African Elephant Issues: CITES and CAMPFIRE

Description

The conservation of African elephants has been controversial recently on two fronts: the Convention on International Trade in Endangered Species (CITES, to which the United States is a party), and a Zimbabwean program for sustainable development called CAMPFIRE, which is partially funded by the U.S. Agency for International Development (USAID). Two controversies have sprung up recently about the African elephant. One is the changing status of this species under the Convention on International Trade in Endangered Species (CITES), of which the United States is a signatory. The other is over a program in Zimbabwe called "CAMPFIRE." The partial funding of ... continued below

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Corn, M. Lynne & Fletcher, Susan R. August 5, 1997.

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This report is part of the collection entitled: Congressional Research Service Reports and was provided by UNT Libraries Government Documents Department to Digital Library, a digital repository hosted by the UNT Libraries. It has been viewed 189 times . More information about this report can be viewed below.

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Description

The conservation of African elephants has been controversial recently on two fronts: the Convention on International Trade in Endangered Species (CITES, to which the United States is a party), and a Zimbabwean program for sustainable development called CAMPFIRE, which is partially funded by the U.S. Agency for International Development (USAID). Two controversies have sprung up recently about the African elephant. One is the changing status of this species under the Convention on International Trade in Endangered Species (CITES), of which the United States is a signatory. The other is over a program in Zimbabwe called "CAMPFIRE." The partial funding of this program by the U.S. Agency for International Development has been criticized by animal welfare groups and some conservation groups, though it has been supported by other conservation groups as well as many hunting organizations.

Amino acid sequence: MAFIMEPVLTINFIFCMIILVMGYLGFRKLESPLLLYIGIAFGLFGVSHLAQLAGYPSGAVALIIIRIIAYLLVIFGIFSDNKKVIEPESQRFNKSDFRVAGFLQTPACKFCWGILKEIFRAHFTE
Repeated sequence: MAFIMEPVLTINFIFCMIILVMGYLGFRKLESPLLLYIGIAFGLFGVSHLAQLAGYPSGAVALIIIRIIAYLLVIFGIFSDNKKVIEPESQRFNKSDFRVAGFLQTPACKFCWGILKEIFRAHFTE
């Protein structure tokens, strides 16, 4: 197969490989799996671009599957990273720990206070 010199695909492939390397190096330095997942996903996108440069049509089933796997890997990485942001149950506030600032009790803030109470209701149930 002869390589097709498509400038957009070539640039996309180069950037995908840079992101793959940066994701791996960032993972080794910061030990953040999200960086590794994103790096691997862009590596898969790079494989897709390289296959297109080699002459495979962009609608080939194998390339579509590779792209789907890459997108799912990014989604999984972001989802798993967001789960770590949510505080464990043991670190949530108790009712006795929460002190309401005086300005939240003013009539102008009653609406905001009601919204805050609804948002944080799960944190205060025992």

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Congressional Research Service Reports

The Congressional Research Service (CRS) is the public policy research arm of Congress. This legislative branch agency works exclusively for Members of Congress, their committees and their staff. This collection includes CRS reports from the mid-1970's through the present--covering a variety of topics from agriculture to foreign policy to welfare.

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  • August 5, 1997

Added to The UNT Digital Library

  • June 10, 2005, 6:40 p.m.

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  • Feb. 7, 2017, 6:26 p.m.

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Citations, Rights, Re-Use

Corn, M. Lynne & Fletcher, Susan R. African Elephant Issues: CITES and CAMPFIRE, report, August 5, 1997; Washington D.C.. (digital.library.unt.edu/ark:/67531/metacrs388/: accessed February 28, 2017), University of North Texas Libraries, Digital Library, digital.library.unt.edu; crediting UNT Libraries Government Documents Department.